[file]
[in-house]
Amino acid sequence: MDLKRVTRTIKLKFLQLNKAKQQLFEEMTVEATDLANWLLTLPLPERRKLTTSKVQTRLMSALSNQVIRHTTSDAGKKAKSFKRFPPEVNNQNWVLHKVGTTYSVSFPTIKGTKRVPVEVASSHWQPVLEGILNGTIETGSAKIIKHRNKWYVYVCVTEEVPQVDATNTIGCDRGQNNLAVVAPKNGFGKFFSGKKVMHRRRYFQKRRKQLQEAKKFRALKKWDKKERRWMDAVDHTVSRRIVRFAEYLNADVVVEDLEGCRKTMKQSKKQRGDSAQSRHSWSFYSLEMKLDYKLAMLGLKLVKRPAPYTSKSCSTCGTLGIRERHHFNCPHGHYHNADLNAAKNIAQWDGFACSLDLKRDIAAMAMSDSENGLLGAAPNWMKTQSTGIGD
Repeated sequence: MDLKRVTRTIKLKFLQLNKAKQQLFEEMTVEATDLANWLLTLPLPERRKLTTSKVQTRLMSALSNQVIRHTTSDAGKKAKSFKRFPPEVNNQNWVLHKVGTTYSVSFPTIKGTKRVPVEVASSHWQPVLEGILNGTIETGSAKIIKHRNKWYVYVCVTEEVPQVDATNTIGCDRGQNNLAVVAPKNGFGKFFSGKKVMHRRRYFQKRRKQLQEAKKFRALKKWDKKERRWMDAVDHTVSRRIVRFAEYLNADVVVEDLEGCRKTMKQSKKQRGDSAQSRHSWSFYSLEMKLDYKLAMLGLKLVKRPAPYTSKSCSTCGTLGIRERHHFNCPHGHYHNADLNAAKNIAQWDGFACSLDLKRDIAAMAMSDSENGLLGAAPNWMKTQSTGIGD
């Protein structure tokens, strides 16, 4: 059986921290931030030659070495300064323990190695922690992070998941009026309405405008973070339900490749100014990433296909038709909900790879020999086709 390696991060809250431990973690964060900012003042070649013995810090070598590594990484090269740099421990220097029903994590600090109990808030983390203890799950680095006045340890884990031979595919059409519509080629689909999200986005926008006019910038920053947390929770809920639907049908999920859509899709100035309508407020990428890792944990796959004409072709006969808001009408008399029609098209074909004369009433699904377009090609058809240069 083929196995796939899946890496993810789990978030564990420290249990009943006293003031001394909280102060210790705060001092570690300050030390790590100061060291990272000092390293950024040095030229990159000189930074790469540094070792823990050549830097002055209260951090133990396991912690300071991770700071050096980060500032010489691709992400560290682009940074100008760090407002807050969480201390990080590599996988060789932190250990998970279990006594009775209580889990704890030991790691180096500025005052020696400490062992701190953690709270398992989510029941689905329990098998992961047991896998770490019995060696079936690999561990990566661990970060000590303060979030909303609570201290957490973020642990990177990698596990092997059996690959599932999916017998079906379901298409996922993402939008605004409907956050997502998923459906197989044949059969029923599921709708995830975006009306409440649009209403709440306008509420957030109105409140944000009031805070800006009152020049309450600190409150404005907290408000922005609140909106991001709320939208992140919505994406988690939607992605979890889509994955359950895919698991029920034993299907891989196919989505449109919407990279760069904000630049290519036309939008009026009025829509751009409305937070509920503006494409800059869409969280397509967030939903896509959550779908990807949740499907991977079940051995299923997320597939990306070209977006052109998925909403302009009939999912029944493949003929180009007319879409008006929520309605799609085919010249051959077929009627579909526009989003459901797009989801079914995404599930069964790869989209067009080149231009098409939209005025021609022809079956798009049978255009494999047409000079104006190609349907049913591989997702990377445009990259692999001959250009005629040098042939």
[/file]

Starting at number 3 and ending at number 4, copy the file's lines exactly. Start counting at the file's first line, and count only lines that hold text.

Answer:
Repeated sequence: MDLKRVTRTIKLKFLQLNKAKQQLFEEMTVEATDLANWLLTLPLPERRKLTTSKVQTRLMSALSNQVIRHTTSDAGKKAKSFKRFPPEVNNQNWVLHKVGTTYSVSFPTIKGTKRVPVEVASSHWQPVLEGILNGTIETGSAKIIKHRNKWYVYVCVTEEVPQVDATNTIGCDRGQNNLAVVAPKNGFGKFFSGKKVMHRRRYFQKRRKQLQEAKKFRALKKWDKKERRWMDAVDHTVSRRIVRFAEYLNADVVVEDLEGCRKTMKQSKKQRGDSAQSRHSWSFYSLEMKLDYKLAMLGLKLVKRPAPYTSKSCSTCGTLGIRERHHFNCPHGHYHNADLNAAKNIAQWDGFACSLDLKRDIAAMAMSDSENGLLGAAPNWMKTQSTGIGD
């Protein structure tokens, strides 16, 4: 059986921290931030030659070495300064323990190695922690992070998941009026309405405008973070339900490749100014990433296909038709909900790879020999086709 390696991060809250431990973690964060900012003042070649013995810090070598590594990484090269740099421990220097029903994590600090109990808030983390203890799950680095006045340890884990031979595919059409519509080629689909999200986005926008006019910038920053947390929770809920639907049908999920859509899709100035309508407020990428890792944990796959004409072709006969808001009408008399029609098209074909004369009433699904377009090609058809240069 083929196995796939899946890496993810789990978030564990420290249990009943006293003031001394909280102060210790705060001092570690300050030390790590100061060291990272000092390293950024040095030229990159000189930074790469540094070792823990050549830097002055209260951090133990396991912690300071991770700071050096980060500032010489691709992400560290682009940074100008760090407002807050969480201390990080590599996988060789932190250990998970279990006594009775209580889990704890030991790691180096500025005052020696400490062992701190953690709270398992989510029941689905329990098998992961047991896998770490019995060696079936690999561990990566661990970060000590303060979030909303609570201290957490973020642990990177990698596990092997059996690959599932999916017998079906379901298409996922993402939008605004409907956050997502998923459906197989044949059969029923599921709708995830975006009306409440649009209403709440306008509420957030109105409140944000009031805070800006009152020049309450600190409150404005907290408000922005609140909106991001709320939208992140919505994406988690939607992605979890889509994955359950895919698991029920034993299907891989196919989505449109919407990279760069904000630049290519036309939008009026009025829509751009409305937070509920503006494409800059869409969280397509967030939903896509959550779908990807949740499907991977079940051995299923997320597939990306070209977006052109998925909403302009009939999912029944493949003929180009007319879409008006929520309605799609085919010249051959077929009627579909526009989003459901797009989801079914995404599930069964790869989209067009080149231009098409939209005025021609022809079956798009049978255009494999047409000079104006190609349907049913591989997702990377445009990259692999001959250009005629040098042939």